Fred Kaplan

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This article is about the international relations journalist. For the biographer, see Fred Kaplan (biographer).
Fred M. Kaplan
Born (1954-07-04) July 4, 1954 (age 60)
Hutchinson, Kansas
Occupation Author, journalist
Alma mater Oberlin College,
Massachusetts Institute of Technology
Spouse(s) Brooke Gladstone

Fred M. Kaplan (born July 4, 1954) is an author and journalist who most frequently contributes to Slate magazine. His "War Stories" column for Slate covers international relations and U.S. foreign policy.

Career[edit]

Kaplan was born on July 4, 1954, in Hutchinson, Kansas, to Julius E. and Ruth (Gottfried) Kaplan.[1] He received a bachelor's degree in 1976 from Oberlin College and a master of science (1978) and Ph.D. (1983) in political science from Massachusetts Institute of Technology.[1] From 1978 to 1980, he was a foreign and defense policy adviser to Representative Les Aspin.

Prior to writing for Slate, Kaplan was a correspondent at the Boston Globe, reporting from Washington, D.C.; Moscow; and New York City. He was a member of a team that won a 1983 Pulitzer Prize for a special Sunday Boston Globe Magazine article, "War and Peace in the Nuclear Age", on the U.S.-Soviet nuclear arms race. He has also written for other publications, including The New York Times, The Atlantic, The New Yorker, and Scientific American.

Kaplan has also authored several books on military strategy. His 1983 book on the individuals who created American nuclear strategy in the late 1940s and the 1950s, The Wizards of Armageddon, won the Washington Monthly Political Book of the Year award. He published Daydream Believers in 2008,[2] a work which analyzes the George W. Bush administration's use of Cold War tactics in post-9/11 military activities. He criticizes the administration for pursuing policies he believes to be unilateral and violate prohibitions on pre-emptive warfare. In late 2012, Kaplan published The Insurgents: David Petraeus and the Plot to Change the American Way of War, a nonfiction work which examines how General David Petraeus attempted to implement new thinking in Afghanistan and Iraq regarding the traditional clear and hold counter-insurgency strategy, and the shortcomings of this strategy, its intellectual underpinnings, and the individuals who defined it.[3]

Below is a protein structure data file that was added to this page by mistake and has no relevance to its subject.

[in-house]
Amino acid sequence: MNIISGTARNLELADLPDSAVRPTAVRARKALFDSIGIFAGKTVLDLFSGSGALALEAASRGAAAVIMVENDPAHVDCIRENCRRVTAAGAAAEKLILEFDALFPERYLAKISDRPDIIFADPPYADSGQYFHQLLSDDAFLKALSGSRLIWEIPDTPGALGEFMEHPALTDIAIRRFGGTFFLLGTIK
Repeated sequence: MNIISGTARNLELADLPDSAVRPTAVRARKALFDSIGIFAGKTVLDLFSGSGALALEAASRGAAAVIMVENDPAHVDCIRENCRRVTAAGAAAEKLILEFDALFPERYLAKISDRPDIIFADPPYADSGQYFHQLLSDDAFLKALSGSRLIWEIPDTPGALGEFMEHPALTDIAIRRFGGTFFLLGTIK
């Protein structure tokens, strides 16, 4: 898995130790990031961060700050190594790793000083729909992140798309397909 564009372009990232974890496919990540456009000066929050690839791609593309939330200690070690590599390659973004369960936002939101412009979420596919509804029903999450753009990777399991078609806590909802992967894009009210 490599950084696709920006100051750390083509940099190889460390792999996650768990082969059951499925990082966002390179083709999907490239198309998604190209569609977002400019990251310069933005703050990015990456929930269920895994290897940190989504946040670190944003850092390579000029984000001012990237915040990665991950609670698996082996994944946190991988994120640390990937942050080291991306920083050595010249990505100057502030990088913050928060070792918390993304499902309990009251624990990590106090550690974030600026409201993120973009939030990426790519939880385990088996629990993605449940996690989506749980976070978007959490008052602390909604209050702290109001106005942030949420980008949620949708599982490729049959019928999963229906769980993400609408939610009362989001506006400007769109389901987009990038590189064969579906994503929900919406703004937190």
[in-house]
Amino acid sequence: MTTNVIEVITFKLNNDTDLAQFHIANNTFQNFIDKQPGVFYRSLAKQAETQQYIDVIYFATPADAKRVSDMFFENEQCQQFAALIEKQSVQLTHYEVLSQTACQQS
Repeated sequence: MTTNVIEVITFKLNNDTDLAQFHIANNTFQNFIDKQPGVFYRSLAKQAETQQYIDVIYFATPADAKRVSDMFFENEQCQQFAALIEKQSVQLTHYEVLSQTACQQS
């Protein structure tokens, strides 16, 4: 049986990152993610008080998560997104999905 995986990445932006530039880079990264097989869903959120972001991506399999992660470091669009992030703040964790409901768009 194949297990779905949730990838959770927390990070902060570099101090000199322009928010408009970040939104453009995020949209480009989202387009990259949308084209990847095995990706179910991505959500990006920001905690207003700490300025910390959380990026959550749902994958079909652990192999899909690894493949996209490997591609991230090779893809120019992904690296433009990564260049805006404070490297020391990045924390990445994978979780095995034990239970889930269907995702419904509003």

Kaplan has also written about world history. In 2009, he published 1959: The Year Everything Changed.[4] The book argues that the course of world history was not changed by the counter-culture movements of the 1960s but rather by artistic, scientific, political, and economics events occurring in the year 1959.

Audio/video[edit]

Kaplan is an enthusiast of high-end audio and video equipment, and has reported from the Consumer Electronics Show on new technologies in this area,[5] as well as penning shopping-advice columns on which new televisions offer the best value.[6]

He often writes about jazz and hi-fi equipment for Stereophile.

Family[edit]

Kaplan married Brooke Gladstone, an editor and journalist, in 1983.[1] As of 2012, she co-hosts the weekend show On the Media on NPR. The couple have twin daughters.

Kaplan is of no relation to journalist Robert D. Kaplan.

Works[edit]

References[edit]

Bibliography[edit]

  • Contemporary Authors. Detroit: Gale Research Company, 1998.

External links[edit]